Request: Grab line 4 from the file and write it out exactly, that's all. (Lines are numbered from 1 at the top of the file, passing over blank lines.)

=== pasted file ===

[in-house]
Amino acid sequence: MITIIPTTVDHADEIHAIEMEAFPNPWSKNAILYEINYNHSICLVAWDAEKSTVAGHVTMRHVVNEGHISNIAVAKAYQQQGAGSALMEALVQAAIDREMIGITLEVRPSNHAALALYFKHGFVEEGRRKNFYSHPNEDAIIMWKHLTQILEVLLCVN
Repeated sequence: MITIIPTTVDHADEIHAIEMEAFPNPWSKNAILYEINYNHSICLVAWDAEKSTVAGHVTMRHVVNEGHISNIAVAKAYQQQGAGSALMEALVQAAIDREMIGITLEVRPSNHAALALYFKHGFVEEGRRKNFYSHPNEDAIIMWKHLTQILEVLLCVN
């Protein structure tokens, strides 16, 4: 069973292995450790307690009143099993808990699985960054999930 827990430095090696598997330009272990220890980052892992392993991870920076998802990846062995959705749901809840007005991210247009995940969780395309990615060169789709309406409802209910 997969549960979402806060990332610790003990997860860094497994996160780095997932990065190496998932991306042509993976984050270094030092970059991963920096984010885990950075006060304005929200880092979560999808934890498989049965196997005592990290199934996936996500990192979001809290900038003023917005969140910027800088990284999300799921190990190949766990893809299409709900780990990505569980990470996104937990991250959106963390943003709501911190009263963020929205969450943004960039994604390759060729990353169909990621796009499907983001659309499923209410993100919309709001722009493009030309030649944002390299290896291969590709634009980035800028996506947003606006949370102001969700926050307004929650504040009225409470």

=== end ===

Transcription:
């Protein structure tokens, strides 16, 4: 069973292995450790307690009143099993808990699985960054999930 827990430095090696598997330009272990220890980052892992392993991870920076998802990846062995959705749901809840007005991210247009995940969780395309990615060169789709309406409802209910 997969549960979402806060990332610790003990997860860094497994996160780095997932990065190496998932991306042509993976984050270094030092970059991963920096984010885990950075006060304005929200880092979560999808934890498989049965196997005592990290199934996936996500990192979001809290900038003023917005969140910027800088990284999300799921190990190949766990893809299409709900780990990505569980990470996104937990991250959106963390943003709501911190009263963020929205969450943004960039994604390759060729990353169909990621796009499907983001659309499923209410993100919309709001722009493009030309030649944002390299290896291969590709634009980035800028996506947003606006949370102001969700926050307004929650504040009225409470």